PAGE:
Rattlesnake Ledge Trail

Hiking Tours

Rattlesnake Ledge Trail

Try out this 8.5-kilometer out-and-back track in North Bend, Washington. It takes an average of 3 hours and 4 minutes to finish this moderately difficult route. Because this is a popular hiking region, you will most likely come across other people while exploring. The route is available all year and is a great place to come at any time. Dogs are permitted but must be kept on a leash.

The journey up to the Rattlesnake Ledges is a popular summer hiking trail, located about 30 minutes from downtown Bellevue and less than an hour from Seattle. This walk not only offers spectacular views from Rattlesnake Ridge, but it also leads to a wonderful park. Many visitors come to appreciate the

Lake during the summer. Because no motorboats or fishing are permitted on the lake, it is a perfect place for kayakers and swimmers.

The Rattlesnake Ledge Trail begins near the parking lot on the lake's north side. You'll wound your way up the mountain until you reach the Rattlesnake Mountain Trail. You'll start at the lowest ledge. Mount Si and Mount Washington may both be seen from here. You'll soon reach the Middle Ledge and finally the Upper Ledge. Although there is less elevation gain on this trip than on some of Washington's other classic climbs, the route to the top of the Rattlesnake Ledges has all the amazing vistas you could want.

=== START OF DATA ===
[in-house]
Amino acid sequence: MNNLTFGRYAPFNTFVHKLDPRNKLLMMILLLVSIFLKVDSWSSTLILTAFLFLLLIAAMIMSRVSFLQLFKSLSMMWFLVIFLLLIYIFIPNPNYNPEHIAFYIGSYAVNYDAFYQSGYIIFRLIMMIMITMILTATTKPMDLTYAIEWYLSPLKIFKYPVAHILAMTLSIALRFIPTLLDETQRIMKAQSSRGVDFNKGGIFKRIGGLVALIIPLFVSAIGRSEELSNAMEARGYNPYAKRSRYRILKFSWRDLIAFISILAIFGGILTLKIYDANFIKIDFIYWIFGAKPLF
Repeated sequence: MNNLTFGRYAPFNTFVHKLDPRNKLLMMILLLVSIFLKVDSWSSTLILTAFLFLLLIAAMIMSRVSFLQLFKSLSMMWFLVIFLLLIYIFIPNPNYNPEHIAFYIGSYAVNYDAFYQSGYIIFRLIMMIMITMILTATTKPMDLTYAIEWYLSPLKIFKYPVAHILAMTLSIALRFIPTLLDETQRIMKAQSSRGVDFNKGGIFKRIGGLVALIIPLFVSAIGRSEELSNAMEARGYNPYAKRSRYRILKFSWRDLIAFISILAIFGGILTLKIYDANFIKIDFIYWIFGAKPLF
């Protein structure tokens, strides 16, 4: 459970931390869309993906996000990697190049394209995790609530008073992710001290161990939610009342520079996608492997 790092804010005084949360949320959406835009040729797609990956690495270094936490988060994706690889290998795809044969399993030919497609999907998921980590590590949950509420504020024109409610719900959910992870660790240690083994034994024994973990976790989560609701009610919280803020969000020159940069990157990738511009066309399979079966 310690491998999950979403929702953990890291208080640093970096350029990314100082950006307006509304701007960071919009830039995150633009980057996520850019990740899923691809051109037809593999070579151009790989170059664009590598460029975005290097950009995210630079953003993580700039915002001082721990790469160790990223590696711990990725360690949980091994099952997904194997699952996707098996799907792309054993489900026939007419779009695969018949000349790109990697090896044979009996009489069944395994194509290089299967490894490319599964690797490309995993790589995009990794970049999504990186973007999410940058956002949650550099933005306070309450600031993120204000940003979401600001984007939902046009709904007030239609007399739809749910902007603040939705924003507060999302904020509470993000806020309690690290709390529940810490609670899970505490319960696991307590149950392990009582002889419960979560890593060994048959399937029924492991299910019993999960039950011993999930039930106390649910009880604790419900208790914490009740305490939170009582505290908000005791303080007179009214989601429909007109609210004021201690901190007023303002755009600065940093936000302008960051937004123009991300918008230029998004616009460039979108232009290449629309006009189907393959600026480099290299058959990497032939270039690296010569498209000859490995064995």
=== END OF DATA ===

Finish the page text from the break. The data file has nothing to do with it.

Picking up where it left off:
At the conclusion of this

This hike, like many others in the area, can be very different in the winter. If you travel between October and May, you'll need spikes, snowshoes, and hiking boots. poles. Do not attempt in the winter unless you have prior expertise trekking in snowy, icy conditions. You can extend your hike along the ridge of Rattlesnake Mountain for a full-day excursion. Visitors interested in exploring the park's greater trail network will find many connecting trails inside the Rattlesnake Ridge parking area. When exiting the parking lot, look for the Snoqualmie Valley Trail. This is an excellent trail for a short hike or bike ride. Over 35 miles of converted railroad to trail, the trail begins south of Rattlesnake Lake and goes up to Duval.